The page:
With nigh-on every actor sporting ghostly white makeup and black lipstick, the performers seemed less like human beings and more like inquisitive, mournful mannequins or, perhaps, restless cadavers, unable to leave the stage without their message being heard. Indeed, each character was presented in a neo-Gothic aesthetic more associated with Tim Burton, Robert Smith or Theda Bara than Charles Dickens, and nowhere was this more apparent than in Earl Cave’s Pip.

A slight, handsome, yet vulnerable figure, Cave’s gaunt face and wiry frame suggested an awkward vulnerability with every movement. This aura of helplessness was reinforced by Cave’s soft, husky voice, which tightened skilfully from a cockney brogue to clipped Received Pronunciation across the performance.

Never did the sense dissipate that the character was less a person than a prop however, a puppet dragged from scene to scene by events and characters which unfurled and revealed their secrets around him.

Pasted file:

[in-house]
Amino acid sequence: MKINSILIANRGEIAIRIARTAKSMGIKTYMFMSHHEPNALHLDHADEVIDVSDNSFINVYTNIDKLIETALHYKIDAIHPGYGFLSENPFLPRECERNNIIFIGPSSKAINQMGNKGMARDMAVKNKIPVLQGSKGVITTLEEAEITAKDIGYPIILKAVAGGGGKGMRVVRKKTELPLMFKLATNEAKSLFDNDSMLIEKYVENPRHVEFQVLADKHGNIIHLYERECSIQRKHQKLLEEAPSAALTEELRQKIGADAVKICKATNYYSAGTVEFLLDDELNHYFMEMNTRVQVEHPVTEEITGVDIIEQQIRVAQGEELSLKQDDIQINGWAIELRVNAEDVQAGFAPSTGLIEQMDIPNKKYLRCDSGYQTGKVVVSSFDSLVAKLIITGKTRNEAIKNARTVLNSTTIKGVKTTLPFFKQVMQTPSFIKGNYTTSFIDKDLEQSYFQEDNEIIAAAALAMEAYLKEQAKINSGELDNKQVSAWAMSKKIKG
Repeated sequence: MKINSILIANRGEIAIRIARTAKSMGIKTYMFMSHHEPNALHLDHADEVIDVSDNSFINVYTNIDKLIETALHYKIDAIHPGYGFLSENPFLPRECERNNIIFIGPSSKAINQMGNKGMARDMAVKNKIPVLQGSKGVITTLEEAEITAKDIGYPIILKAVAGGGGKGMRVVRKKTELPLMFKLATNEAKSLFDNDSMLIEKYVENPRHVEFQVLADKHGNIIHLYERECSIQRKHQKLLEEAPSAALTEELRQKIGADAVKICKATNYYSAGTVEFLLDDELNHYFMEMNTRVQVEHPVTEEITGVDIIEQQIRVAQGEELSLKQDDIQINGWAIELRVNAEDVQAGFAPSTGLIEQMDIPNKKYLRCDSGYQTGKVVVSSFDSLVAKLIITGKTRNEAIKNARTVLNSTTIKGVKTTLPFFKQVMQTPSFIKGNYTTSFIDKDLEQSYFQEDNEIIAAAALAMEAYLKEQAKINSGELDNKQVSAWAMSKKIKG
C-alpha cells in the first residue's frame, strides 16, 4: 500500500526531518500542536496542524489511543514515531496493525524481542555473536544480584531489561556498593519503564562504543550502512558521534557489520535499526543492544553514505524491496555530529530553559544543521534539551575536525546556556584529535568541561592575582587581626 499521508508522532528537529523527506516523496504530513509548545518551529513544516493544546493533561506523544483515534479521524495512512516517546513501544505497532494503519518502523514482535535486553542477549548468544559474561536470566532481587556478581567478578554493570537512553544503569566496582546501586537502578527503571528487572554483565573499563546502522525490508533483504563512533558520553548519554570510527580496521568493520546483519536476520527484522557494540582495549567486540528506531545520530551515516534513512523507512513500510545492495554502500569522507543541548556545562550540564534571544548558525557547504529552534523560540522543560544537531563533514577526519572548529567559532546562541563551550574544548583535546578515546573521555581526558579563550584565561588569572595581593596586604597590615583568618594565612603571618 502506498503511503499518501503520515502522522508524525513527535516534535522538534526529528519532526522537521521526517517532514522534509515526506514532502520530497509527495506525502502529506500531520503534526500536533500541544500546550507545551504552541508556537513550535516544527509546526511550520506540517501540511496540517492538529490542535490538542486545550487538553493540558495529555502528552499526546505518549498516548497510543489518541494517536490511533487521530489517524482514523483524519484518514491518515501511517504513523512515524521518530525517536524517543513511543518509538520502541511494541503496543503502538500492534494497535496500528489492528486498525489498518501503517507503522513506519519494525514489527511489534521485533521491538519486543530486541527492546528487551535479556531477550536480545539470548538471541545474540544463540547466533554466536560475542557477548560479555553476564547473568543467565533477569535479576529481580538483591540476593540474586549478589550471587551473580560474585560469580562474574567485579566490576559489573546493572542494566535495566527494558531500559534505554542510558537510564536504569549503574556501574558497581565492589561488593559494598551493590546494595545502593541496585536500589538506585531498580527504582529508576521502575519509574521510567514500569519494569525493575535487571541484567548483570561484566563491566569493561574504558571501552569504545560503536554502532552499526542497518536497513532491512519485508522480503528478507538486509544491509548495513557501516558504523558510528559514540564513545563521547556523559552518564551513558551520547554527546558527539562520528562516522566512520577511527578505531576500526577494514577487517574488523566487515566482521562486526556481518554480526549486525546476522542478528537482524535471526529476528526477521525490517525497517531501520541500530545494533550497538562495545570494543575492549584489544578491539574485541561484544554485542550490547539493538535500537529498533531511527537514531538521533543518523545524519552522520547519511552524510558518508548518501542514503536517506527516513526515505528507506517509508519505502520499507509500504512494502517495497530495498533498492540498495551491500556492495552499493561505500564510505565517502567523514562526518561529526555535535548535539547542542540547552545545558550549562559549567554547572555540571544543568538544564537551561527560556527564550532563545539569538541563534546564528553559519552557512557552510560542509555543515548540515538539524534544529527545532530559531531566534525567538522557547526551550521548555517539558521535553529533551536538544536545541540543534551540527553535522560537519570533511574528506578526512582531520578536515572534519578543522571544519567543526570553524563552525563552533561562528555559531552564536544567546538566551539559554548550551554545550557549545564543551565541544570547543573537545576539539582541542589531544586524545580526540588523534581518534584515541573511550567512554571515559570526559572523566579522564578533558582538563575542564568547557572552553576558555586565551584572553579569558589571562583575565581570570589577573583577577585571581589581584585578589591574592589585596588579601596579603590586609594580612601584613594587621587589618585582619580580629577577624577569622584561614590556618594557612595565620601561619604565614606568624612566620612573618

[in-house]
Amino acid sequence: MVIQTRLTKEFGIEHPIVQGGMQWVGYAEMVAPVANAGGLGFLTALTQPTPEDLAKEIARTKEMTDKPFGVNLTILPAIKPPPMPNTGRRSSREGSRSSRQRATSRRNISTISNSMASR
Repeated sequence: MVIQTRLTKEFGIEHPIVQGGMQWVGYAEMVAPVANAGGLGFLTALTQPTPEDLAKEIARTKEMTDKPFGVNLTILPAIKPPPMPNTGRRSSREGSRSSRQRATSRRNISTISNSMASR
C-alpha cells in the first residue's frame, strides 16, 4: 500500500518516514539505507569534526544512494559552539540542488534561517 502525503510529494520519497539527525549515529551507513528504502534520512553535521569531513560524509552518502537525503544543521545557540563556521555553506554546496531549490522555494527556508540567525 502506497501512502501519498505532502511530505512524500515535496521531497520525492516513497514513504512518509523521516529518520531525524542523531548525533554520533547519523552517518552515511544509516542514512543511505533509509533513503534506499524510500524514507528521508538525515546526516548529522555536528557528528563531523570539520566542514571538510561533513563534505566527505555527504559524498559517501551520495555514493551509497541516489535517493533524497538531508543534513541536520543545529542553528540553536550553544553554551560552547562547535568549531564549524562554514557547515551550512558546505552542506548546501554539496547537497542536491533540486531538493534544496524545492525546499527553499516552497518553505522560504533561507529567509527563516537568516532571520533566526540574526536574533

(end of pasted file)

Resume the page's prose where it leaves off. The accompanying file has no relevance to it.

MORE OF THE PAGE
Of particular note was Cave’s first significant appearance, when the outstanding Tristan Derry handed the baton over and the bright-eyed Young Pip gave way to his older self. The transition took place during an anthemic, whole-cast rendition of Old Clem, and this melancholy highlight was enough to make the hairs stand up on the back of your neck.

It was far from all doom and gloom however, with irrepressible cheer and good humour injected with gusto by a number of supporting characters. Echo Abraham’s chipper Biddy, Tom McGovern’s show-stoppingly dynamic Jaggers and Louis Muston’s effusive and charming Herbert Pocket pierced the gloom like bolts of lightning.

Similarly, Rhys Clarke, who seemed to be channelling Captain Jack Sparrow in his portrayal of Magwitch, and Joshua Knight, as a sensitive, plodding Joe, offered welcome changes of pace whenever they took centre stage.